The government has “seriously” miscalculated the cost of its higher education policy, the Higher Education Policy Institute (Hepi) claims.
The research body says the government underestimated how much universities charge in fees and overestimated how much graduates will earn in future.
It says the revenue the government expects to get back from loans made to students is “highly uncertain”.
The Office for Budget Responsibility has said that loans will add 0.2% to inflation the first year they are introduced which could lead to “bigger rises in various state benefits and civil service pensions”, the study says.
It says ministers were wrong to think universities would charge average fees of £7,500 a year, saying tuition fees actually average nearly £1,000 more than this.
Hepi is also concerned that the government has overestimated the future earning potential of graduates at £75,000 per year, down from an earlier assumption of £100,000.
Hepi says this is still an “extremely optimistic assumption” given the nature of the world economy and the UK’s in particular.
“That is based on an assumption that the future will be like the past, which is an optimistic and probably unwise assumption,” the report says.
It also raises concerns that the government has assumed the rate of salary increases will be evenly spread among all graduates.
Hepi says that over the past 30 years top earning graduates have increased their salaries “very substantially”, while those earning the median or less have had more modest increases if any.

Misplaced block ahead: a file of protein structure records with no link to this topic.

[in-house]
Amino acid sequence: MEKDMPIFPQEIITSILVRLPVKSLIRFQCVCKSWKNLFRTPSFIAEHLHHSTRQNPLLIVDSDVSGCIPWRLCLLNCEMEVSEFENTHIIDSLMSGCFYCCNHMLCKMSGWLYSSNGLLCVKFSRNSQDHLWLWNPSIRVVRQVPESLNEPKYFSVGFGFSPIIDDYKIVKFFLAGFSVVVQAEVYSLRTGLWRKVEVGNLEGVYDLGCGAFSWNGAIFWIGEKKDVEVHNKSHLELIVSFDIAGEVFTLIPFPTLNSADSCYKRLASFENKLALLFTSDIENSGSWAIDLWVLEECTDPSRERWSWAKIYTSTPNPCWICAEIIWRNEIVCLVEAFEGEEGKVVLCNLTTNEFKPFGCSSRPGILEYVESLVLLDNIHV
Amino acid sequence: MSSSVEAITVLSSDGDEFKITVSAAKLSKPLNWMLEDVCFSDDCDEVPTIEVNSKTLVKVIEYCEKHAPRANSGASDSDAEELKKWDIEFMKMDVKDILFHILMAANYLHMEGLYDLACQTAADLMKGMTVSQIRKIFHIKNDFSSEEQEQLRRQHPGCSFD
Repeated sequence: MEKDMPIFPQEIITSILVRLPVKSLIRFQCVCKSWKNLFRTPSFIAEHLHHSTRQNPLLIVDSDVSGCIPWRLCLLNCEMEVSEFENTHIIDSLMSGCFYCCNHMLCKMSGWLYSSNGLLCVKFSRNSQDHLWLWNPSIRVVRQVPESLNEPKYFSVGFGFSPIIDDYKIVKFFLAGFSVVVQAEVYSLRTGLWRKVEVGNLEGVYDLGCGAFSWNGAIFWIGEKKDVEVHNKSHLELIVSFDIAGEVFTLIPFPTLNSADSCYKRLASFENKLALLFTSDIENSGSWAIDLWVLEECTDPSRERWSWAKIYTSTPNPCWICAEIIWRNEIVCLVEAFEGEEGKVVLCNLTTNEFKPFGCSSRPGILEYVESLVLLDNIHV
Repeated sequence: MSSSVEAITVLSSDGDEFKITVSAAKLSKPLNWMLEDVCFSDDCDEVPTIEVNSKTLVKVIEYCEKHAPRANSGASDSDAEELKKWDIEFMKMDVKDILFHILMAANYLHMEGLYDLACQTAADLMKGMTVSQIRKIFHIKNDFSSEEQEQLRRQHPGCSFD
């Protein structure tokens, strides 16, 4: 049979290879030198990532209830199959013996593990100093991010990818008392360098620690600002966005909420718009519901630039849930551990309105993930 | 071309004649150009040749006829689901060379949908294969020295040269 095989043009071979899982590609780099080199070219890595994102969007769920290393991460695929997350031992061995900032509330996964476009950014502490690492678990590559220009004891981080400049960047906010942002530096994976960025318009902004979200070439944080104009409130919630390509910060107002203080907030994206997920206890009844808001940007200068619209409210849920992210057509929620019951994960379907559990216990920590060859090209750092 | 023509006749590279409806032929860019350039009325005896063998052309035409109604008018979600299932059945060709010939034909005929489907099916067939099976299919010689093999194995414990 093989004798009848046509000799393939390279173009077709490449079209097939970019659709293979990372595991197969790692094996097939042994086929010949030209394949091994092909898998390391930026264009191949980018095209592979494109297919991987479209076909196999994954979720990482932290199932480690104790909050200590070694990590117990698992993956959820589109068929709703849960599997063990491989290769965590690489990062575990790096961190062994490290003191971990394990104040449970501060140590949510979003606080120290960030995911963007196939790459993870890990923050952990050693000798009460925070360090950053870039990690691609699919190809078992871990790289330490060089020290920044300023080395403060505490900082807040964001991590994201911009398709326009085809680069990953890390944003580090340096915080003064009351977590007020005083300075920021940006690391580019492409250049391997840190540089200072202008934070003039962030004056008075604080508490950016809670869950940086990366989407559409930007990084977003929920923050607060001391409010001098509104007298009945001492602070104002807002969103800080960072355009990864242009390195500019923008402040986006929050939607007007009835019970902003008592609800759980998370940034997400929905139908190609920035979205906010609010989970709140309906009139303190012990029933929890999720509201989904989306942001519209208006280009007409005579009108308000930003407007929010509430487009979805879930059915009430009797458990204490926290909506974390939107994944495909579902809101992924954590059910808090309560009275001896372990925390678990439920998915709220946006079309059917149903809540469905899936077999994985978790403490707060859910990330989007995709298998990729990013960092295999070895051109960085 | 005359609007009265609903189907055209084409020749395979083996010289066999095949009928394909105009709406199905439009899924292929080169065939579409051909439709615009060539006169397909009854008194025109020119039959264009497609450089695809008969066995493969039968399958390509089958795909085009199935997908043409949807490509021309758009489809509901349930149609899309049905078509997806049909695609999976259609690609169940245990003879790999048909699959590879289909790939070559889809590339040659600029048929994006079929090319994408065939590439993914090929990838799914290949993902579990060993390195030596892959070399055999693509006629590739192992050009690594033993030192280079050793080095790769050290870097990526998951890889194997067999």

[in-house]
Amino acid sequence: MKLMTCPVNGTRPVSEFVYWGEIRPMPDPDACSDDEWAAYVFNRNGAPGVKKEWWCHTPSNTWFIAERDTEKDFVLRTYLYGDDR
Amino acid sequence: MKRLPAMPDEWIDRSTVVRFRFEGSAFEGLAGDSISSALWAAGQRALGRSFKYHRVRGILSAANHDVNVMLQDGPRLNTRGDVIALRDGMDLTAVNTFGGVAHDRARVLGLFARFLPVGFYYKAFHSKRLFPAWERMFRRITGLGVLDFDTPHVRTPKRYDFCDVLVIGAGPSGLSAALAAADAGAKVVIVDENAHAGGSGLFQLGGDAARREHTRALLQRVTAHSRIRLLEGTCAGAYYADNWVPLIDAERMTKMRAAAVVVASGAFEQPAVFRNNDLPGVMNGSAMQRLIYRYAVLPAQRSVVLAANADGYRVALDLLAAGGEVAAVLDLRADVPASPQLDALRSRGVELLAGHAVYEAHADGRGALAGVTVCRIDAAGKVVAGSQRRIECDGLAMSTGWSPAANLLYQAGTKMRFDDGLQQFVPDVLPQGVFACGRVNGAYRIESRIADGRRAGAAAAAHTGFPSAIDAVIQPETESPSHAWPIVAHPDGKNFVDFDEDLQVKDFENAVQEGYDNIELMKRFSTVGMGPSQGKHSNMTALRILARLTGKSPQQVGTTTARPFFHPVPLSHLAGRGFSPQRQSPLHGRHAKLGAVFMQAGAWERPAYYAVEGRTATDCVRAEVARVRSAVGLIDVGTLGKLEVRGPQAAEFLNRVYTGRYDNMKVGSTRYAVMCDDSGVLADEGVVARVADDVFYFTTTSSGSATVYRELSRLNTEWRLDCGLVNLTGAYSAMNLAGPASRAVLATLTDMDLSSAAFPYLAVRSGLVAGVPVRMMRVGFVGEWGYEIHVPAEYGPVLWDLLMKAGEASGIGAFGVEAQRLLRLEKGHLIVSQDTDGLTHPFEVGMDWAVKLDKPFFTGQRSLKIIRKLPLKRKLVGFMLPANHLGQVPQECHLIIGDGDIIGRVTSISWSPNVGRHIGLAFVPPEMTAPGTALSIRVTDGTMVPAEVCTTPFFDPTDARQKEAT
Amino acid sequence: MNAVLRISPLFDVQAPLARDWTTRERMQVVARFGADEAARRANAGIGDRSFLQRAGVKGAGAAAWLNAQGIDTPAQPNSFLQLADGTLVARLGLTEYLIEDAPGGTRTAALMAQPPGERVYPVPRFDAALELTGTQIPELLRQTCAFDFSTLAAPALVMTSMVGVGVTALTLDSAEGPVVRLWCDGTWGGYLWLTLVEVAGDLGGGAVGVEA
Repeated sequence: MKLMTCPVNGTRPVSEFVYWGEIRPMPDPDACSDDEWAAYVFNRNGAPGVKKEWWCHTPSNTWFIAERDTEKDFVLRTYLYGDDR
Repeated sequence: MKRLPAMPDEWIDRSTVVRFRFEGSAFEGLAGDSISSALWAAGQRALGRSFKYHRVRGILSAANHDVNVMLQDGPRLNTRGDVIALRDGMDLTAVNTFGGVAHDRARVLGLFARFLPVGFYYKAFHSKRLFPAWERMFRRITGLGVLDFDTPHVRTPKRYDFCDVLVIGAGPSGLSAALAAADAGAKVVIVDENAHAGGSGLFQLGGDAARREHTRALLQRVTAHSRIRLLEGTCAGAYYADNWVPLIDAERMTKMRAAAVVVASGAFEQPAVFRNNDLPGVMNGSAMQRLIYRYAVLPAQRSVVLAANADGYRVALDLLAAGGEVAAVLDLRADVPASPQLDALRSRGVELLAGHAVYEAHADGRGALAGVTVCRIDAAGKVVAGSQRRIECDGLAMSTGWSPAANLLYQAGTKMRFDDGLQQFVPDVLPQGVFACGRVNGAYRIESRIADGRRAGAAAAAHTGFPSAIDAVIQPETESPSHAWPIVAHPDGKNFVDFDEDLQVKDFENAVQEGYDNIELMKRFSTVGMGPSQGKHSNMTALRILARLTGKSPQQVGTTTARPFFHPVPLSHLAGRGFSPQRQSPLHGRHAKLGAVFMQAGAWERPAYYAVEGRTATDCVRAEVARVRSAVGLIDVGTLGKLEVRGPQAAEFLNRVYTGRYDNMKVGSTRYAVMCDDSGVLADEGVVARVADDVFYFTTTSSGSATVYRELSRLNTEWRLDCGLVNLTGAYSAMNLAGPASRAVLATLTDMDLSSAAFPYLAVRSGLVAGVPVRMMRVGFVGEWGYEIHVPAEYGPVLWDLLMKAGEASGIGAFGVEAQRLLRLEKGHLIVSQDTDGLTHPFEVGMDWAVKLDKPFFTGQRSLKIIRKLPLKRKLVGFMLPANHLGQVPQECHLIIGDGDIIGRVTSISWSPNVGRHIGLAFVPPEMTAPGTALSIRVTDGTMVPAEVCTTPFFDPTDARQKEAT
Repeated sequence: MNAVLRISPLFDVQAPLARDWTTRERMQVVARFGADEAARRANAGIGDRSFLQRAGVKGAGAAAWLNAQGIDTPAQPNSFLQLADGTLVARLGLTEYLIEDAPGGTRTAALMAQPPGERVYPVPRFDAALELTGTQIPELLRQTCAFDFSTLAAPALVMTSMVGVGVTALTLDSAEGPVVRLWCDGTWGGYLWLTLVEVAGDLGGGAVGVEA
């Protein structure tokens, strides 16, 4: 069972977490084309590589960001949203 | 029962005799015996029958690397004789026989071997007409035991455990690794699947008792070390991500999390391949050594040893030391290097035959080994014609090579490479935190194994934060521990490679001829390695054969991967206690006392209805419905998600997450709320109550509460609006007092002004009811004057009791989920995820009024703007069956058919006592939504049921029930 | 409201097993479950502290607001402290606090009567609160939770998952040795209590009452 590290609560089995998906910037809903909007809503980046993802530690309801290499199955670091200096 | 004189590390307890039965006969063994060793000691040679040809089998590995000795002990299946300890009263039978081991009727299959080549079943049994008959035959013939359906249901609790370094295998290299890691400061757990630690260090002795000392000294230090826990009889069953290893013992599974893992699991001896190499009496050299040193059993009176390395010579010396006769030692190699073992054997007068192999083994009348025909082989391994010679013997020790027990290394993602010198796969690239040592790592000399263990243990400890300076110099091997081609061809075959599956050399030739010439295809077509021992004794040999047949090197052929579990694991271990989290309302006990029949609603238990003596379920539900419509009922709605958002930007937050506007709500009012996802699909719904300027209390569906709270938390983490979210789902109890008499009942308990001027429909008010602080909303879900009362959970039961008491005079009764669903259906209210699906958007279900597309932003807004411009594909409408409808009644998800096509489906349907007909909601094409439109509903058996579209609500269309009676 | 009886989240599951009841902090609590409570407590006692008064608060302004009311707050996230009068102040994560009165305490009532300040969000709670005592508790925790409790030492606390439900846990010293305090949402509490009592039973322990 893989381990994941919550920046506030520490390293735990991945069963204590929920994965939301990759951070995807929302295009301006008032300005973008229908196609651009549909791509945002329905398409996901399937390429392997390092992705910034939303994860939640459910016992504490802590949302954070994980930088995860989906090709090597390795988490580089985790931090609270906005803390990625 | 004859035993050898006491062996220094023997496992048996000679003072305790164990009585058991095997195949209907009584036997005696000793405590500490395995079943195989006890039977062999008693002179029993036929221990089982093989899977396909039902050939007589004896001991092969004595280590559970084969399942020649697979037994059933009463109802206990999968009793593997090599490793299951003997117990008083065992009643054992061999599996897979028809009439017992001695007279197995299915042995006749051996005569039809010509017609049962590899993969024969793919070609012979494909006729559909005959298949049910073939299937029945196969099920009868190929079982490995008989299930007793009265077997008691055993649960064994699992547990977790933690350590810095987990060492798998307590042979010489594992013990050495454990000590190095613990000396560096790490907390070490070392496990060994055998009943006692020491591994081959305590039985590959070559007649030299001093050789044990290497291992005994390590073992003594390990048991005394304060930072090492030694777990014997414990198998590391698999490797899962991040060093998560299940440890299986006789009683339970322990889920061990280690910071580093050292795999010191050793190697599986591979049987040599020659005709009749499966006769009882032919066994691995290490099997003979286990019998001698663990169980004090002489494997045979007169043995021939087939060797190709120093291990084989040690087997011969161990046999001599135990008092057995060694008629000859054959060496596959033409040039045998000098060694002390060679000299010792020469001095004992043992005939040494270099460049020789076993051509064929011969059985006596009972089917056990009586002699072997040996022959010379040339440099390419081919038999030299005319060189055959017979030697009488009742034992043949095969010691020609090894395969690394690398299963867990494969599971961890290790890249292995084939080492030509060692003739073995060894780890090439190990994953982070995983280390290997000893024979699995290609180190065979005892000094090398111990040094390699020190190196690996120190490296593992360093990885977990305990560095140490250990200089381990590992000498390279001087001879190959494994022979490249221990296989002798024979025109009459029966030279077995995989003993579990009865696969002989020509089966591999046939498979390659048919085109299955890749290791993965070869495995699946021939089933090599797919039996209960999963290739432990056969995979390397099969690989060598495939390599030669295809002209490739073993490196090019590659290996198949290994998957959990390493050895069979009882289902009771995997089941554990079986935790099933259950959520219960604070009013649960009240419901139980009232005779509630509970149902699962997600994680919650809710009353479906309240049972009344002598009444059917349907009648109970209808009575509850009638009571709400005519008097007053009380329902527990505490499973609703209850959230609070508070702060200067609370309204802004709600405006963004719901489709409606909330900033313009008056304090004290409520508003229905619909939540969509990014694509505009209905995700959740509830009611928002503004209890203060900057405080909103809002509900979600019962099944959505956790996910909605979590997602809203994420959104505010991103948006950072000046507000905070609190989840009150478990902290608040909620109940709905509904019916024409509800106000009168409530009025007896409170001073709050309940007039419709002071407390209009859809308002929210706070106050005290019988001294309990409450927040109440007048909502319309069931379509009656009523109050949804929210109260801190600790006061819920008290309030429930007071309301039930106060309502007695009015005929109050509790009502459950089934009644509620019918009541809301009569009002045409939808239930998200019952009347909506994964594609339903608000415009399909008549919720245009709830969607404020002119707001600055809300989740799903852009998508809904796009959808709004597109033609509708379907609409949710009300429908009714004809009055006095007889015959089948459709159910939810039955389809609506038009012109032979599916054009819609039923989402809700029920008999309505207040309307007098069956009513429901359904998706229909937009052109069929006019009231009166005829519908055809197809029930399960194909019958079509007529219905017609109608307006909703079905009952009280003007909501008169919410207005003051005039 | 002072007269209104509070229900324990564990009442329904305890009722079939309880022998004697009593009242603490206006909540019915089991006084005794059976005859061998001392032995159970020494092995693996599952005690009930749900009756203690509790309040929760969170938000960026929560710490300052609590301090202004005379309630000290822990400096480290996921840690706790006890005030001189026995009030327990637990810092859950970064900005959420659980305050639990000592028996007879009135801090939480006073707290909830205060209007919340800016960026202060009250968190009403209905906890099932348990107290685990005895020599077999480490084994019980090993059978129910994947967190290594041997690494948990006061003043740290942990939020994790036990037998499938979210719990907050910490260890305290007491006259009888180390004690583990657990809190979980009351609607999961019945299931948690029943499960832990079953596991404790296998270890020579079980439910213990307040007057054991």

“If low earners increase their incomes by less than higher earners, as has happened in the past, then this seriously impacts on the repayments that the government will receive.”
“One of these is that they have assumed average fees of £7,500 - we know that average fees are over £8,200. They haven’t changed their assumption.”
“If we are right, and the new policies cost very much more than has been budgeted - and may actually cost more than the arrangements that they have replaced - then there could be serious consequences - for the higher education sector, but more widely as well.
“Either future taxpayers will need to pay more, or other parts of the higher education budget will need to be cut, or student numbers will need to be held down even further than presently planned, or former students will have to repay more.”
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For some reason putting people in debt to the tune of a small mortgage, upon the assumption they may get a good job, at a time when the job market is plummeting faster than a lead zeppelin, wasn’t a good idea.
WHO KNEW!? (Most people actually … but it’s nice to see that HEPI and the Beeb are catching up with us on that one …)